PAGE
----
The Obama administration on Monday escalated its running regulatory battle with Fiat Chrysler Automobiles NV by announcing a public hearing to scrutinize how the automaker has handled 20 recalls affecting more than 10 million vehicles. As part of a broader effort to get automakers to speed up the repair of recalled cars and trucks, the National Highway Traffic Safety Administration said FCA could face up to $700 million in fines and be required to buy back or replace vehicles if regulators find evidence that it failed in its legal recall obligations. The proceedings would be the broadest public hearing the agency had held to date and follows what NHTSA Administrator Mark Rosekind described as frustrated attempts by the agency to get Fiat Chrysler's U.S. unit, FCA US LLC, to move more aggressively to correct defects tied to fires, loss of control, unintended air bag deployments and fuel leaks.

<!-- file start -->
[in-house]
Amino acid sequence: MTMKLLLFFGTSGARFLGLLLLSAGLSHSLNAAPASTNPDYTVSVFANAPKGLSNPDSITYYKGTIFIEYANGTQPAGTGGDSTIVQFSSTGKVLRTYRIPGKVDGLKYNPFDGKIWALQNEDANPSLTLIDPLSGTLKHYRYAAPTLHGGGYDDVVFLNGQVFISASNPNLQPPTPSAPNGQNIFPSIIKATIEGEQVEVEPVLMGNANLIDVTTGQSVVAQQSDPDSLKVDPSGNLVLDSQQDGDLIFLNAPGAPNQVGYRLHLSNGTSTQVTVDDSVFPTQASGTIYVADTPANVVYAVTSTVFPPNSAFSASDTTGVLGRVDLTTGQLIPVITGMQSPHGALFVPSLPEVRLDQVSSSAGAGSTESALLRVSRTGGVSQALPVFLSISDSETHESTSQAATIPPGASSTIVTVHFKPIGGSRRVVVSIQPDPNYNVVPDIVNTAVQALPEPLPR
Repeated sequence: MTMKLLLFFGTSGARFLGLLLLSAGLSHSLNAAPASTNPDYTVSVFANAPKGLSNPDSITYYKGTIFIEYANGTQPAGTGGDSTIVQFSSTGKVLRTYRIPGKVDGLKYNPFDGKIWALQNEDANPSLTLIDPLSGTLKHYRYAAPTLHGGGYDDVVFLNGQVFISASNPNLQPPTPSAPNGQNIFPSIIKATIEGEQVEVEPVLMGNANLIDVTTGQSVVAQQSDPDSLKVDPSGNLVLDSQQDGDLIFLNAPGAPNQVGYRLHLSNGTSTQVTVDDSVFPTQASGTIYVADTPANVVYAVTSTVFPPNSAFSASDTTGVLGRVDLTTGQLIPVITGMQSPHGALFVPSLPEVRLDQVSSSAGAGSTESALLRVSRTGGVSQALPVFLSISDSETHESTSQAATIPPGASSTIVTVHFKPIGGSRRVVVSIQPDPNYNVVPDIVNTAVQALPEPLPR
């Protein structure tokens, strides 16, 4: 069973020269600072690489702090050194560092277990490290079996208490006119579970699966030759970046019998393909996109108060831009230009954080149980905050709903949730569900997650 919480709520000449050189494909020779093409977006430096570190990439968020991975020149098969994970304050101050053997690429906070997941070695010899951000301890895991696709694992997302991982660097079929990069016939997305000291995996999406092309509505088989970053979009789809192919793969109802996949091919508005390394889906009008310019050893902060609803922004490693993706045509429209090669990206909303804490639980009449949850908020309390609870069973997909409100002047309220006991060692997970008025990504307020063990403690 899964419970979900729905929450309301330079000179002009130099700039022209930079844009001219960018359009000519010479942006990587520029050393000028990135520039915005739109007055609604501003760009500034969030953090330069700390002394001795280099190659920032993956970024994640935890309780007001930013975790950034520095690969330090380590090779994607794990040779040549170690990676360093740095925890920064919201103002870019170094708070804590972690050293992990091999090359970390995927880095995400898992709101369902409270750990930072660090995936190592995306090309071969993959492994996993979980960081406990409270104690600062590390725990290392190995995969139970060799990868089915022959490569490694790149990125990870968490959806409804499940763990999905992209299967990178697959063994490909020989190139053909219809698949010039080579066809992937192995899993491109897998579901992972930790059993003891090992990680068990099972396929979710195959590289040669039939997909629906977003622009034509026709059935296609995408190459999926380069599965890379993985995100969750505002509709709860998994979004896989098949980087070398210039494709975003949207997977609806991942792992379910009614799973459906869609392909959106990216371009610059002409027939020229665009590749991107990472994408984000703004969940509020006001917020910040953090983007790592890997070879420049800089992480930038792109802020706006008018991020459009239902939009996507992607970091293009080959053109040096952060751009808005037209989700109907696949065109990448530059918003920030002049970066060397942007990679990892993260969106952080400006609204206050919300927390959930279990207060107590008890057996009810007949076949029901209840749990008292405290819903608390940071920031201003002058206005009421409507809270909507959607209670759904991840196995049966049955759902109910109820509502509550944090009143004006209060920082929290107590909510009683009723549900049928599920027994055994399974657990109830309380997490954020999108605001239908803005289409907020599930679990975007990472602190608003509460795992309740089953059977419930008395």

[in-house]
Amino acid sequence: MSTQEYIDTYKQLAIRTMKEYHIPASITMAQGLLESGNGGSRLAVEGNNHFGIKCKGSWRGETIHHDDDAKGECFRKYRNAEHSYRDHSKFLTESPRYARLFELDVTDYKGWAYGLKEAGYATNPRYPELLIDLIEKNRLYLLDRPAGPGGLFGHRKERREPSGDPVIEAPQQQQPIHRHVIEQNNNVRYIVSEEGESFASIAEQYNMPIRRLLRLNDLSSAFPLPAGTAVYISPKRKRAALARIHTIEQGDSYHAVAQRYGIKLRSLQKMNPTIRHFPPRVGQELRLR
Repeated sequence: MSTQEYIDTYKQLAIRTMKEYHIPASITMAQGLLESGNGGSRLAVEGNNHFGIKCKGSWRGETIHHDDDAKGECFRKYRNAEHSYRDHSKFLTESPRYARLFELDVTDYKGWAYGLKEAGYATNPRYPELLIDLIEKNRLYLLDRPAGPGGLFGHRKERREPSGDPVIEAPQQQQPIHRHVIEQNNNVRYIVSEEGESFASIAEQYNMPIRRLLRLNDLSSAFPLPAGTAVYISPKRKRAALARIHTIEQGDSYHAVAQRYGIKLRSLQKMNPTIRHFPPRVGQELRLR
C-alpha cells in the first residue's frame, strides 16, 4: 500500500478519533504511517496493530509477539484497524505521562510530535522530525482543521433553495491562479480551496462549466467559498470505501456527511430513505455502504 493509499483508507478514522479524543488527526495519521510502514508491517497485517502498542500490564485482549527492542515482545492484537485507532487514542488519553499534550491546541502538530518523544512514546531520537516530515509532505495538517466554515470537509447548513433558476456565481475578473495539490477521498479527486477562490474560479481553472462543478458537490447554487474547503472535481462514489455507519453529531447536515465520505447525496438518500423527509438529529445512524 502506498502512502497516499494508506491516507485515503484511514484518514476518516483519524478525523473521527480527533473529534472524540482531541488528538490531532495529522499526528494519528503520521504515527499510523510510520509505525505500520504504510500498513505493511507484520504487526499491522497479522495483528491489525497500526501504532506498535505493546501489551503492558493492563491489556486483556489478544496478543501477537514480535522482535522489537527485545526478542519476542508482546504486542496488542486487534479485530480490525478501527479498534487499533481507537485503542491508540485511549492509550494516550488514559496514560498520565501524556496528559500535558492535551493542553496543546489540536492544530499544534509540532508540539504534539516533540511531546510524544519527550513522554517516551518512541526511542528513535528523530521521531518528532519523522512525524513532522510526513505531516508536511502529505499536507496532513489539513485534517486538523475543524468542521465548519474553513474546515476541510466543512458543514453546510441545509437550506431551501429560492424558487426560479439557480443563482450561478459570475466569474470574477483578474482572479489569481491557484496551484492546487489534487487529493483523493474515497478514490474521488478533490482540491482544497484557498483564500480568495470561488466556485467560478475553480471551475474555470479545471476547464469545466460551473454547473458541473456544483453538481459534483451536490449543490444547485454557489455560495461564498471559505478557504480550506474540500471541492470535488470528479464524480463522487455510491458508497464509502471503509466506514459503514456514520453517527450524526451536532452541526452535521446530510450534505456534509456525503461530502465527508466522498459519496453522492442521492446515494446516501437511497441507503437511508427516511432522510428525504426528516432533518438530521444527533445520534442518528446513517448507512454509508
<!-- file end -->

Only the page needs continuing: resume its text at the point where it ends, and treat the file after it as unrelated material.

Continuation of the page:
By Krista Hughes WASHINGTON (Reuters) - Canada and Mexico are readying trade sanctions against the United States after they won a meat labeling dispute on Monday, increasing pressure on the U.S. Congress to scrap the laws. The World Trade Organization upheld a complaint by Canada and Mexico about U.S. laws requiring retailers to label meat with the country where the animal was born, raised and slaughtered, saying they discriminated against imported livestock. Republicans, who have a majority in Congress, have signaled they may act to repeal the laws as early as this week, but consumer groups and many Democrats say they provide essential information for shoppers. "Our governments will be seeking authorization from the WTO to take retaliatory measures against U.S. exports," the Mexican and Canadian ministers for trade and agriculture said in a joint statement.